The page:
The “internet of things” (IoT) is a catch-all term for devices that are connected to the internet and exchange or communicate information. Until fairly recently, IoT was primarily reserved to describe applications in commercial, industrial, or infrastructure sectors. Now, with the rise of smart homes, connected vehicles, wearable technology, connected health applications, and the like, IoT has migrated into our homes and offices.
Some examples of IoT devices include smart home products such as light bulbs, security systems, doorbells, cameras, and speakers. By definition, it extends the power of the internet beyond typical electronic devices — to “things”; devices that are traditionally connected to the internet, such as smartphones or computers, are not considered IoT devices.
As the popularity of IoT devices increases and prices fall, the IoT network grows ever larger. It is predicted that by 2025, there will be 41 billion connected things. While at first IoT may seem vast and complicated, there are many simple ways you can integrate IoT devices into your home.
Before attempting a DIY IoT project, it’s helpful to understand the basics of what IoT is and how it works: through a combination of sensors and actuators to connect a physical device to the internet. Sensors measure physical properties. For example, a sensor might measure an environment’s temperature and then convert those external properties into a signal to send to an actuator, which uses this information to choose an action. If the temperature is above or below a certain number, it can adjust the thermostat to shift back towards what you want it to be.
It’s important to have the right infrastructure in place. Some IoT devices are Bluetooth-connected, which is straightforward and simple. Others may need more hardware and physical connectivity. When devices need to connect to the network, that’s when hiring a professional is important as these devices move a lot of information around on the network. This network “traffic” can affect your internet speed and ability to do things you might be used to such as streaming audio or video. Common DIY home installations include thermostats, security cameras, IoT alarm clocks, and smart garage doors.
A successful IoT project considers your day-to-day problems and uses a connected product to solve or make that problem much easier to handle. The following describes the two main use-case types in terms of IoT projects.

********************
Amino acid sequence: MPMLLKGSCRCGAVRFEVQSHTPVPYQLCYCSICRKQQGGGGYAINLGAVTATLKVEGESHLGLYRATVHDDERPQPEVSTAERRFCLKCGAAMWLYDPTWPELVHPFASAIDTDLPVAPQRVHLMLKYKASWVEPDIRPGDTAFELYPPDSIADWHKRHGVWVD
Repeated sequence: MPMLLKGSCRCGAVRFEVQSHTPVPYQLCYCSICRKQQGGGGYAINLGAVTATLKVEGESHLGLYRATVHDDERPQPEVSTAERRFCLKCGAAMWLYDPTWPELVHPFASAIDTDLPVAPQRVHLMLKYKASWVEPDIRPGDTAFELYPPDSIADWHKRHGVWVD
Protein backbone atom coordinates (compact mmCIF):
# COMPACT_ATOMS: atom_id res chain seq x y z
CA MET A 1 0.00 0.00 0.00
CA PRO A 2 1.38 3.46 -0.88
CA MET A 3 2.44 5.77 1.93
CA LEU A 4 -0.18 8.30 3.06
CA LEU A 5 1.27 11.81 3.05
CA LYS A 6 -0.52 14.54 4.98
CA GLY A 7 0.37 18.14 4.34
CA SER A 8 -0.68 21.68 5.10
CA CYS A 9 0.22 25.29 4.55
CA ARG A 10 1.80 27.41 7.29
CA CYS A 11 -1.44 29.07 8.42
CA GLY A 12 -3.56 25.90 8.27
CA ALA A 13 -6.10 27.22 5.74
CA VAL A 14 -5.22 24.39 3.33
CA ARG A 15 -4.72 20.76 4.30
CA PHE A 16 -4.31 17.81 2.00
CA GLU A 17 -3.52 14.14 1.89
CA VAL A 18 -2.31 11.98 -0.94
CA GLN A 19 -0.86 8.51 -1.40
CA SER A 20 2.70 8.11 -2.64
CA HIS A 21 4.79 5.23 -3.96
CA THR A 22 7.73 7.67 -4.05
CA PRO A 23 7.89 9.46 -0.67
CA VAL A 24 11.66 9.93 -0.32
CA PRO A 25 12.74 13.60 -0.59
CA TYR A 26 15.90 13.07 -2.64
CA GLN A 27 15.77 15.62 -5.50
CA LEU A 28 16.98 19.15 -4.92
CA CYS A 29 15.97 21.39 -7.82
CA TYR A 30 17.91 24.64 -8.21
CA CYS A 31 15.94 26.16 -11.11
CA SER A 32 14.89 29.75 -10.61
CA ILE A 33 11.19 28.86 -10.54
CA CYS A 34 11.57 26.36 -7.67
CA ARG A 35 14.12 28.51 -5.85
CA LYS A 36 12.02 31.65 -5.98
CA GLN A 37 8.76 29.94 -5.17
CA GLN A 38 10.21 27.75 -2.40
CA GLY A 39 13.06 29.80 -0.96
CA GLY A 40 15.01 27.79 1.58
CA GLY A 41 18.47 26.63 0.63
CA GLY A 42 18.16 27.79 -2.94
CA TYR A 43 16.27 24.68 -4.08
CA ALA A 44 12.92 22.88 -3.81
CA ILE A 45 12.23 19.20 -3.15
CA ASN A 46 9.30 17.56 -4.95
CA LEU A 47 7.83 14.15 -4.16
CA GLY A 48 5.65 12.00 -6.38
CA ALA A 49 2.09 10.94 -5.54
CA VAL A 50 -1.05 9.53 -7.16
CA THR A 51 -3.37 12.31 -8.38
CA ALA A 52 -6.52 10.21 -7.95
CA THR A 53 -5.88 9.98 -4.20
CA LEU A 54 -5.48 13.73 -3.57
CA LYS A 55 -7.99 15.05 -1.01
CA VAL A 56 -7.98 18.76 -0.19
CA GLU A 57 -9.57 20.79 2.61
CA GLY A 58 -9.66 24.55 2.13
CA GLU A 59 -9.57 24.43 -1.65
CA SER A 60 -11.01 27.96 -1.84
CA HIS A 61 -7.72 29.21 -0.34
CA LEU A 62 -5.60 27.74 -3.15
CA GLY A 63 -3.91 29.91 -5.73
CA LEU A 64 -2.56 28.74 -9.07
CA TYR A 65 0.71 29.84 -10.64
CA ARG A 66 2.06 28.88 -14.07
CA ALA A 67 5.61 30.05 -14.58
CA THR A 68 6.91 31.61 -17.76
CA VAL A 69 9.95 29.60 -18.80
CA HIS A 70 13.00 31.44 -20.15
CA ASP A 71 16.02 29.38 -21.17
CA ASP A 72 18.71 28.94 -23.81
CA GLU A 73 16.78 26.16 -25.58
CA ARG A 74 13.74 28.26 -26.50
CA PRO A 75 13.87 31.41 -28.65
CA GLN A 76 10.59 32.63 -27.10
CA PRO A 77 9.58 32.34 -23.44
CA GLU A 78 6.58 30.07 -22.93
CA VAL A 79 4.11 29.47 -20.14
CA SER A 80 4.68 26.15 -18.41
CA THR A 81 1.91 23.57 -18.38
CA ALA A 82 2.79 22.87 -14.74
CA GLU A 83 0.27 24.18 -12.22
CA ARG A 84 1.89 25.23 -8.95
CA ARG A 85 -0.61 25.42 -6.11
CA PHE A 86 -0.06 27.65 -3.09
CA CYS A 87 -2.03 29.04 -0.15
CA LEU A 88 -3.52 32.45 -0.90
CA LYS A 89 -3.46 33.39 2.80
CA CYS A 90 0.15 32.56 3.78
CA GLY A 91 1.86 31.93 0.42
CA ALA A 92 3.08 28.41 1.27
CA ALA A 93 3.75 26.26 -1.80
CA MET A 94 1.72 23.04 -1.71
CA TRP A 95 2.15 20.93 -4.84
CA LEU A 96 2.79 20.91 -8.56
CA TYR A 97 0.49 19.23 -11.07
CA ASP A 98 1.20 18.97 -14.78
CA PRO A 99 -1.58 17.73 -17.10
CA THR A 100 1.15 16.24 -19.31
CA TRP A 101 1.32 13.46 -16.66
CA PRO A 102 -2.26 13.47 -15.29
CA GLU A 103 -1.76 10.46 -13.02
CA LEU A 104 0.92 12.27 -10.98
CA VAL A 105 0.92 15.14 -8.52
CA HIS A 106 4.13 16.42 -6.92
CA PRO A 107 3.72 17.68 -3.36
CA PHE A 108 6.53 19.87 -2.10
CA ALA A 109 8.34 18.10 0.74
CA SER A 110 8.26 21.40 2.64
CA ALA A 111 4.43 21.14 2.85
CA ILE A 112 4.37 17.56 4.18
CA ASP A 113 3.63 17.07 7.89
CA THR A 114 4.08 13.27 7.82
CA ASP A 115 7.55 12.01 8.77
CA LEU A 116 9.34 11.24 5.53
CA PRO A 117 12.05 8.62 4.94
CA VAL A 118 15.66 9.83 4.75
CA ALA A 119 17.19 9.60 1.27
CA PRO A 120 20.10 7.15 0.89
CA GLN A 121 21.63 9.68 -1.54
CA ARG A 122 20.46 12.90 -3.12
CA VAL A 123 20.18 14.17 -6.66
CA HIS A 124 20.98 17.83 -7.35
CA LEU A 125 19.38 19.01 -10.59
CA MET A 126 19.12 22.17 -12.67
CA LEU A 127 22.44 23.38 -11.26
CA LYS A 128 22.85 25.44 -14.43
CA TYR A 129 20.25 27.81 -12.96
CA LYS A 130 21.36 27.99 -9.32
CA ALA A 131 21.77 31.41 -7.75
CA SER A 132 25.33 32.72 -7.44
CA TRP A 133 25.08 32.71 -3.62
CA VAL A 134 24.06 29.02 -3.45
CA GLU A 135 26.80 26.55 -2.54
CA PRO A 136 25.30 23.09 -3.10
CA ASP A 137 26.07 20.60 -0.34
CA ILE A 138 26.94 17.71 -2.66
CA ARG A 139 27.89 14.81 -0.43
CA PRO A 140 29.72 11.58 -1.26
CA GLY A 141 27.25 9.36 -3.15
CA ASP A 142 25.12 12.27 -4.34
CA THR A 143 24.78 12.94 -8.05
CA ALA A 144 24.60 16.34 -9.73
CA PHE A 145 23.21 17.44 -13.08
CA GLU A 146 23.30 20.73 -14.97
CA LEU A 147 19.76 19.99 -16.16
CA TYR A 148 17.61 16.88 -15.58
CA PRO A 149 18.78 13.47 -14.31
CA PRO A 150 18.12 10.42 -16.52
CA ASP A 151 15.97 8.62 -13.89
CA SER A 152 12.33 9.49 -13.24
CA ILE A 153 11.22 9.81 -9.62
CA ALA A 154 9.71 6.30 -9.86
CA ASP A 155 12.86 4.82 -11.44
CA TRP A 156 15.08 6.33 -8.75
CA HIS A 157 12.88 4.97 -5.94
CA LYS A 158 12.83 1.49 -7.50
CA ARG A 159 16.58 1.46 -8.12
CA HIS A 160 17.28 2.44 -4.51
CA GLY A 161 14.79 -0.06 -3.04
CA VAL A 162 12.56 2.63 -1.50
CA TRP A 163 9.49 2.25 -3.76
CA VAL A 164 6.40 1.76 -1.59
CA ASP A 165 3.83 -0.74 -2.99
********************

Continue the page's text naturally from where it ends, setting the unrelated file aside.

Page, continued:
- Sensor-based projects. These are the easiest type of IoT projects to complete alone. They involve reading sensor values and using them locally with connected devices to make decisions. Sensors can read temperature, pressure, humidity, light, and gas, among other properties, and make changes in your home based on those levels.
- Cloud-based projects. These projects are more complex, as they require an IoT cloud to store and analyze data, as well as connect across other devices in your IoT system. There are many “cloud” options to choose from, and you can weigh their features, security, and other properties when making a decision that meets your needs. This type of project is typically used when you need to store data to visualize it and analyze trends at a later date. In cloud-based projects, the data collected through sensors is sent to the cloud via the internet. You can then remotely control and monitor your IoT devices via the internet.
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IoT can add a great deal of convenience and flexibility to your home, letting you control many functions with just the touch of a button on your electronic device! If you’d like to learn more about IoT and its use in your home, HD2020 provides many options to cater to your needs. Contact us at HD2020 to learn more about our products and services.